Together, the Supers and Wonder Woman manage to temporarily disrupt the star chamber, but it’s not enough – H’el is still keeping the thing going psionically. So Kara picks up the kryptonite that was powering it and tells H’el she wants to go back with him – then stabs him with the kryptonite once she gets close enough. H’el collapses and disappeared – zapped, though our heroes don’t know it, back to Krypton’s past – and the Earth is saved. But Kara collapses too, with kryptonite poisoning.
So much for the plot. So what’s the verdict?
Well, let me put it this way: one of the purposes of a crossover like this is to convince the customer purchasing one of the books involved in it to buy the other ones. And I have no interest in picking up Superman or Superboy after this.
The Clark we see in these issues is a profoundly unpleasant, self-involved, unkind person. There are occasional glimmerings of a more likable, protective person, when he takes Kon under his wing or tries to keep Kara from hurting herself to take out H’el, but for the most part? He’s a nasty piece of work. The first thing we see is the semi-infamous scene where he trudges into the office in stubble and sweats, informs Lois and Perry, his much more experienced colleagues, that they’re hacks who don’t know what journalism is, uses his powers to read Lois’s private texts from her boyfriend, and quits in a fit of pique. Wotta hero.
Then, when Kara shows up, he exasperated tells her, “Kara, again – for maybe the dozenth time – there is no Krypton. It died nearly three decades ago.” Okay, dude, but she’s been here a few weeks, and it was her home, and she’s a child and your only living biological family, so maybe you could be a skootch more patient with her when she’s holding out hope that HER PARENTS AREN’T DEAD? He then goes on to call her stupid for not understanding the secret identity he’s never explained to her. He’s basically awful, is my point here.
Kon isn’t nearly as unpleasant, but oof, the writing in his book sure is clunky. He spends a lot of time complaining or loudly expositing his feelings and recent history, and he and Clark churn through the same repetitive, awkward dialogue over and over again. He’s also just not the character I loved from the post-Crisis universe; simply put, he’s a lot less fun. At one point he declares that Clark’s “got a real attitude – a little too arrogant and reckless for my tastes!” Not only am I not here for this particular character declaring that someone else is reckless and attitudinal – that’s Kon’s whole deal, or at least it was – it doesn’t make sense to me that the sidekick would be the stick in the mud while the mentor is portrayed as a flashy loose canon. On a purely archetypal level, it doesn’t work. (Oh, and the Teen Titans, when they appear, are mostly hateful little monsters. Bunker seems okay, under the mess of Latino and gay stereotypes, but Cassie and Bart…yikes.)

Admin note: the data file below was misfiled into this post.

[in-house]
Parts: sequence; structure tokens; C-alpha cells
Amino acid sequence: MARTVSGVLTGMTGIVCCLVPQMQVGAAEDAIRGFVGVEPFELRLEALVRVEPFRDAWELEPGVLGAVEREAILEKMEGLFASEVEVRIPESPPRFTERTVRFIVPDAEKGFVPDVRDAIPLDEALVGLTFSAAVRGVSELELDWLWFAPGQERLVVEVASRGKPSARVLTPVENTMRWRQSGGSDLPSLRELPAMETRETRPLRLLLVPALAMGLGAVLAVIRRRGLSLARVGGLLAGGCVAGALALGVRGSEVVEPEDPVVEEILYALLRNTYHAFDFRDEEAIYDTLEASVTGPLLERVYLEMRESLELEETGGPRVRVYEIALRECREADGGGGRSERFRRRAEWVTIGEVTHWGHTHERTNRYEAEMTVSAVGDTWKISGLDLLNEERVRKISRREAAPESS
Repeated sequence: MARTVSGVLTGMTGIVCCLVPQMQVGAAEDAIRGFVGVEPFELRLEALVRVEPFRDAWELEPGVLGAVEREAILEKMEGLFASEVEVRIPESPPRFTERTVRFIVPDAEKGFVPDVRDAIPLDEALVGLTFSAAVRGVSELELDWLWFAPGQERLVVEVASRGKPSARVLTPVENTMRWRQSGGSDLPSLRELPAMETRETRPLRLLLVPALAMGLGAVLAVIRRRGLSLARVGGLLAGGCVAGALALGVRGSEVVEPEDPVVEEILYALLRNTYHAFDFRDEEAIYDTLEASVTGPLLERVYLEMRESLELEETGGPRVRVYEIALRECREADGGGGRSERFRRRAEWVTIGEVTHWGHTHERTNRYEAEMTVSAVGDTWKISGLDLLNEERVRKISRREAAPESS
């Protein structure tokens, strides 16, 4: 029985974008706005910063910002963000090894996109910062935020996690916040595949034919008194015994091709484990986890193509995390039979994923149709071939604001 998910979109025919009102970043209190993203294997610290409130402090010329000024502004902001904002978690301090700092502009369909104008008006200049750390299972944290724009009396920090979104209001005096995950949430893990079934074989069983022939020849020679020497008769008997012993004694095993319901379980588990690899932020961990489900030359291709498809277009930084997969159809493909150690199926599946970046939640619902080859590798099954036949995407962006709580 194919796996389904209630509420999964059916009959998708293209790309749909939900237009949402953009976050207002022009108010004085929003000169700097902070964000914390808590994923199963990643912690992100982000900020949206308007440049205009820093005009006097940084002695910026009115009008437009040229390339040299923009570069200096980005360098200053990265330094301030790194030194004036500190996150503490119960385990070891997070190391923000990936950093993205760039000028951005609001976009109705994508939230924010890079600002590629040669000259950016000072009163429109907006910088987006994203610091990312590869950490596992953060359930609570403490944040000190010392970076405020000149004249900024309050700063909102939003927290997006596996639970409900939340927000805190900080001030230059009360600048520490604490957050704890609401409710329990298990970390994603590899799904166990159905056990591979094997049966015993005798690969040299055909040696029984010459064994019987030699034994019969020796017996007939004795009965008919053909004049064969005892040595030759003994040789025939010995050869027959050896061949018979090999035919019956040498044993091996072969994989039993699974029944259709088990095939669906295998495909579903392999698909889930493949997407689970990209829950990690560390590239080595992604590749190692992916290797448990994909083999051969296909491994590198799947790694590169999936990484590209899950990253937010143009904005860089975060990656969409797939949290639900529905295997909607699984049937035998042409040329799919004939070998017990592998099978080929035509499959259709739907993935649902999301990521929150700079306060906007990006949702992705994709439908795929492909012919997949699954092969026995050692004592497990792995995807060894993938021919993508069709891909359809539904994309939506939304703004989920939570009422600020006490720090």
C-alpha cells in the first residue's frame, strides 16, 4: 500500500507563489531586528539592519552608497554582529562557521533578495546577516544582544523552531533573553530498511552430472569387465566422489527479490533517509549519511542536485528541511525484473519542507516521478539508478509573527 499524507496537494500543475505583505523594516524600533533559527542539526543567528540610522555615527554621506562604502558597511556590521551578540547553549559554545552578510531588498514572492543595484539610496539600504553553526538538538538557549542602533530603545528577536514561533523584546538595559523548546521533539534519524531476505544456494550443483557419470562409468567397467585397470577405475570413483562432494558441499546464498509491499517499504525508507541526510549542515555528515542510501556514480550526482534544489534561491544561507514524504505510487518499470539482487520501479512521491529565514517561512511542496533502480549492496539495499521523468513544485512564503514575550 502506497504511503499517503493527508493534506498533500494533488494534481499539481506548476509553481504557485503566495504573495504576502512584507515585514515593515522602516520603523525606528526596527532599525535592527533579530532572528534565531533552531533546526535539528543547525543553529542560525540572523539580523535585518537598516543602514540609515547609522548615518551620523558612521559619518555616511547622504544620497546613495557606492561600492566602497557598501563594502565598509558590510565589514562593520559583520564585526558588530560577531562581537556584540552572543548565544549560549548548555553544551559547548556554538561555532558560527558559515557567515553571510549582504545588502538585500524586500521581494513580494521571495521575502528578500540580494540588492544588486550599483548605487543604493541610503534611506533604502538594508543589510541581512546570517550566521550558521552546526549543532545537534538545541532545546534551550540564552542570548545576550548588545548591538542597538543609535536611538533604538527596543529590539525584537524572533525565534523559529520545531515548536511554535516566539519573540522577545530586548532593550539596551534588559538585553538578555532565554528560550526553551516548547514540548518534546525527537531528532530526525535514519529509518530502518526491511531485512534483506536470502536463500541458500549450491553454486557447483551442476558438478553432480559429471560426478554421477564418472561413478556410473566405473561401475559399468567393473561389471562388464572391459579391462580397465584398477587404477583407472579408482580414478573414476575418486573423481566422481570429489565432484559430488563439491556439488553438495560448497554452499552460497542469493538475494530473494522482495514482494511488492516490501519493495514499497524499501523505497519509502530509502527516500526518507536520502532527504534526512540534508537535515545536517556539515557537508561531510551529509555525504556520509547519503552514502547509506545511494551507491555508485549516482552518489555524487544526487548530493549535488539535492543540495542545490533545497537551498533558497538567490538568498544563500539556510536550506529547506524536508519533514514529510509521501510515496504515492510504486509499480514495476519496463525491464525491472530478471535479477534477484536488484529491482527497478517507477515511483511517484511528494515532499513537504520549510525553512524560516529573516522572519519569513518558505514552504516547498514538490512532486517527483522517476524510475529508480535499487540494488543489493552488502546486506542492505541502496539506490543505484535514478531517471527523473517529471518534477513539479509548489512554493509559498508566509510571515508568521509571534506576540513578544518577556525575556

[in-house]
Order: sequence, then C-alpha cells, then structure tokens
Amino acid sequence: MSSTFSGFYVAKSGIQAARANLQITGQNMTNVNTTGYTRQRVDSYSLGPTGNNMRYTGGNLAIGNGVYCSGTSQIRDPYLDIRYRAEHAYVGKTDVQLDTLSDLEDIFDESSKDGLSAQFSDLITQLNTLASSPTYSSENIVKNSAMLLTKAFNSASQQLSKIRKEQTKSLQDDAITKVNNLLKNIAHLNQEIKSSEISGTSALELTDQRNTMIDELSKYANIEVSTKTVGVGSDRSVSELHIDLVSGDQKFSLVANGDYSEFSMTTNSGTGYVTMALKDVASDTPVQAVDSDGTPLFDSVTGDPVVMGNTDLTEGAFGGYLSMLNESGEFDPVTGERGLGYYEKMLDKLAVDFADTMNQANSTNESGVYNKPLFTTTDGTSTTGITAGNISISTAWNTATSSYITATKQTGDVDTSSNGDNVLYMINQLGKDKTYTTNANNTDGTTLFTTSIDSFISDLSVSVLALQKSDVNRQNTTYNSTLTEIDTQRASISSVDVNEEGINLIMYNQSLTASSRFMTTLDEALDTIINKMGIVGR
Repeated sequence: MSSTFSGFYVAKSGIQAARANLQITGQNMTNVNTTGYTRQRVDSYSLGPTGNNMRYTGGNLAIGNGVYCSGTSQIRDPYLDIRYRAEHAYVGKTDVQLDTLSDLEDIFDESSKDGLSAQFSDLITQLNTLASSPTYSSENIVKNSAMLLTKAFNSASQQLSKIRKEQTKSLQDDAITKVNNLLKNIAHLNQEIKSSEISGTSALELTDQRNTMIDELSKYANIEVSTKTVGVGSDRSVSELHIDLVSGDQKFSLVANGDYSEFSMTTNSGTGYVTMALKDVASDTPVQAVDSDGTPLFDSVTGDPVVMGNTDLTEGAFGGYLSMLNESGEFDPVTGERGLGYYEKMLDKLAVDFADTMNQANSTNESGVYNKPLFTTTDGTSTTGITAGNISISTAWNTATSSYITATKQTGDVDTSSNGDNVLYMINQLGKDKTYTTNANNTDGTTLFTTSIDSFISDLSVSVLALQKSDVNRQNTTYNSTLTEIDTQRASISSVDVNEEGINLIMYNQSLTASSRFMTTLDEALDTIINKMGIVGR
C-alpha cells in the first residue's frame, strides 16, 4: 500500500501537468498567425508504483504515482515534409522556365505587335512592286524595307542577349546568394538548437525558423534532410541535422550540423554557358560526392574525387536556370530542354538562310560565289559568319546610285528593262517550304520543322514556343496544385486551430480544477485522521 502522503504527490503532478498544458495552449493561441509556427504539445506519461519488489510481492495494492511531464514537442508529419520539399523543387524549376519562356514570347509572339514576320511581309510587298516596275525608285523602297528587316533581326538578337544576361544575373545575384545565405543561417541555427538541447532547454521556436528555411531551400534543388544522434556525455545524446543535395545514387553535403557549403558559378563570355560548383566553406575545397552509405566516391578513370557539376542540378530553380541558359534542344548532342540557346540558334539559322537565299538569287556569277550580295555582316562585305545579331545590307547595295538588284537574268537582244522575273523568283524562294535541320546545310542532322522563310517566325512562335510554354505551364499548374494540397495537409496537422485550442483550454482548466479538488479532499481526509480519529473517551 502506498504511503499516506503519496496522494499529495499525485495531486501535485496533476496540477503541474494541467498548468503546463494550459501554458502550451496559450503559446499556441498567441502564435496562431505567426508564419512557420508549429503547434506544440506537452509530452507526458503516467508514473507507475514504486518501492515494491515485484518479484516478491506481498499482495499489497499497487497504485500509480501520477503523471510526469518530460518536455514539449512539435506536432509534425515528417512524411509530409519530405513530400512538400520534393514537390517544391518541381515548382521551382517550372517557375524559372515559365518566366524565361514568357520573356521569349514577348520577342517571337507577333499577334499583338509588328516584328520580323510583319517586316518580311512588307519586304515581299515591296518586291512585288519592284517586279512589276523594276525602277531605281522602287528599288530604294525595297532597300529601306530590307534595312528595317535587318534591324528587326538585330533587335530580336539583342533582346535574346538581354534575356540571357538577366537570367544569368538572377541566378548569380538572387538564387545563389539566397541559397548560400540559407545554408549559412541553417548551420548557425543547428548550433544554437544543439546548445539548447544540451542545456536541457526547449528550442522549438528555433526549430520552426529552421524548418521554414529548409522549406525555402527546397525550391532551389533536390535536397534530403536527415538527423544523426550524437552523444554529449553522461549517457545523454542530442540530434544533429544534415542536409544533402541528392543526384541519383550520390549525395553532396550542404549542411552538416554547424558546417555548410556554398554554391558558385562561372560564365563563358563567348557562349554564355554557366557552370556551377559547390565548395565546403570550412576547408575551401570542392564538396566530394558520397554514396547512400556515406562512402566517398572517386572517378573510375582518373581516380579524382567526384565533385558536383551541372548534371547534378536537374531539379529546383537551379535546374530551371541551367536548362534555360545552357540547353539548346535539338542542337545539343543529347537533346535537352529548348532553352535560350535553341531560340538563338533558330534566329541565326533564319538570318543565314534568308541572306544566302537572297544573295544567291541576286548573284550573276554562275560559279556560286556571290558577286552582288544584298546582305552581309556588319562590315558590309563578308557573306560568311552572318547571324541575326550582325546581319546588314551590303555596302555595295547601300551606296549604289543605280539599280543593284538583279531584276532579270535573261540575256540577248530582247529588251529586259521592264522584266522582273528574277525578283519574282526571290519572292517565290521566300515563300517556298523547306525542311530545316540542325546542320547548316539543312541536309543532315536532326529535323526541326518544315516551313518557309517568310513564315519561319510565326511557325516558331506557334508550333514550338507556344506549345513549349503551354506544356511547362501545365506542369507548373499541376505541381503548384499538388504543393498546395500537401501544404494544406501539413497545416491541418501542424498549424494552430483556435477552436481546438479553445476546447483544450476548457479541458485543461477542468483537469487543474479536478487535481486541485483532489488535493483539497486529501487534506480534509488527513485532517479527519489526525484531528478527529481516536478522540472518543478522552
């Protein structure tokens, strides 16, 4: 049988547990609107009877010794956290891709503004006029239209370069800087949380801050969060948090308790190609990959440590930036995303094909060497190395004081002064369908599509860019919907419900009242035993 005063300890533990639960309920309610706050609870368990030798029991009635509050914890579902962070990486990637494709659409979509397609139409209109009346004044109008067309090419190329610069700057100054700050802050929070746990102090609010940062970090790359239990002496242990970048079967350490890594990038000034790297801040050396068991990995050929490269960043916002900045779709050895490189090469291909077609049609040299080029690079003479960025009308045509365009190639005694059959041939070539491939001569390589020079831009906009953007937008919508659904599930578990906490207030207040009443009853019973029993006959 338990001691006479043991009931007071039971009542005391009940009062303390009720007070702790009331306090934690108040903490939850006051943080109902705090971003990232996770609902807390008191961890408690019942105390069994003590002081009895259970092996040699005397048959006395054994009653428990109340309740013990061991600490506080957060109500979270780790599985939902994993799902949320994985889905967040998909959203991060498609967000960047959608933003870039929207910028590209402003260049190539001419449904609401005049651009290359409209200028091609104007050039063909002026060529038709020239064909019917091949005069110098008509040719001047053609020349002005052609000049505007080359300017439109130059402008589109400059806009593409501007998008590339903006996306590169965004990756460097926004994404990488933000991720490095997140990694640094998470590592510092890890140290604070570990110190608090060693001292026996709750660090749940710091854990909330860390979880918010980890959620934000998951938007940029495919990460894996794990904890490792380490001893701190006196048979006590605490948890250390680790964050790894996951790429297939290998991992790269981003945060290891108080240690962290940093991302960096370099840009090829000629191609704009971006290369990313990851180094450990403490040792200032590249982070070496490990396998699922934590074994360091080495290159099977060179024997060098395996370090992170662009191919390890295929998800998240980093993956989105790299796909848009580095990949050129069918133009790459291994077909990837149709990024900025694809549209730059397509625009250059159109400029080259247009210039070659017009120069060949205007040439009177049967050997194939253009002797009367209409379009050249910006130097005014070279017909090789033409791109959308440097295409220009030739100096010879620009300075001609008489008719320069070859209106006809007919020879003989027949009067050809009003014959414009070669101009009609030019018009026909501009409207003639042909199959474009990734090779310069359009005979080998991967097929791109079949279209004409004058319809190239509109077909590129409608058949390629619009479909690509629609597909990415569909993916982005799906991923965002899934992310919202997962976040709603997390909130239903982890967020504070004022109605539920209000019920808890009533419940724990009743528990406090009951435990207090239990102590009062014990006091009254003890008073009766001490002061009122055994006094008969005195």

That said, there are occasional sparks of humor and fun character interactions, all revolving around Kon. I’ve already mentioned the connection between him and Kara; later, he asks Clark if everyone from Krypton is a colossal butt, and Clark, adorably, suggests they table all talk of butts for the moment. More of this, please!
And then there’s Kara.
This storyline does not do very well by Kara. She’s the one led astray by a patently obvious villain; she’s the one fighting the Justice League and almost destroying the Earth. Clark and Kon are stalwart and true; Kara is Eve under the thrall of the serpent. Clark and Kon are rational and right; Kara is emotional and wrong. Now, out of the three of them Kara is, of course, the one most invested in Krypton’s return, so having her be the one aligned with H’el makes the most sense. But there are so many stereotypes about women having weaker moral compasses or being led astray by their emotions that it would be really, really difficult to write this story without it coming off as problematic, and the writers of this crossover didn’t manage that.
She’s handled best in her own book, which I guess is a small blessing. In Superman she’s actively stupid and repeatedly falls for paper-thin explanations. For example, H’el tells her all about the glorious day when his ship took off in front of a cheering crowd, and when she asks why she doesn’t remember that, he tells her she probably has memory loss from her trip to Earth, which she swallows hook, line, and sinker; then he mentions Earth’s coming “sacrifice,” and when she points out, puzzled, that he said Earth wouldn’t even notice their departure, he goes, “Yes. That is what I said.” AND SHE LETS IT GO. KARA. WAKE UP. Lobdell repeatedly portrays her as clueless and hopelessly gullible. If I really wanted to stretch a point I’d say that it fits with how Clark thinks of her, but mostly I just think Lobdell doesn’t respect the character at all.
Meanwhile, in Superboy she’s portrayed as being motivated by love for H’el, which…is not much better, considering she’s known him for like six hours, and all she’s seen him do is beat up her relatives. Again, it’s in keeping with a book about a hotheaded teenager for whom every feeling, every relationship, is THE BIGGEST DEAL IN THE WORLD, but it’s still some pretty shallow characterization, and again, falls into a pattern of offensive stereotypes about teenage girls.
In Supergirl, however, Johnson takes the time to show us a scene of Kara on Krypton with her best friend Tali. Though I’m sorry to see that Kara’s post-Crisis BFF Thara Ak-Var has been replaced (completely unnecessarily so, since Thara also wound up in Kandor), I’m glad to see a non-white Kryptonian – and especially glad to see something of Kara’s social life before Krypton’s destruction. It makes Kara come alive as a character, and makes Krypton feel more real – all necessary if its restoration is going to be a believable motivation for her. Later, Kara spots Tali in stasis on Kandor, and vows to restore her friend, along with the rest of her people. In Johnson and Asrar’s hands, Kara is not a foolish girl in love or a lamb easily led to the slaughter, but a hero determined to save her home from destruction. I’m perfectly happy to keep that characterization and ignore the rest as hard as I can.
Oh, also, Supergirl reintroduces Krypto as a big weird-looking alien dog! Bonus points for that.
The musical chairs of creators on Supergirl has made it clear the the top brass at DC mostly sees the book as a placeholder for a) copyright purposes and b) crossovers like this. I’m not opposed to Kara teaming up with her cousins – in fact, I’m ridiculously stoked about Kon’s upcoming appearances in her book – but if she’s going to be stuck in crossovers, I’d like them to treat her a little better than this.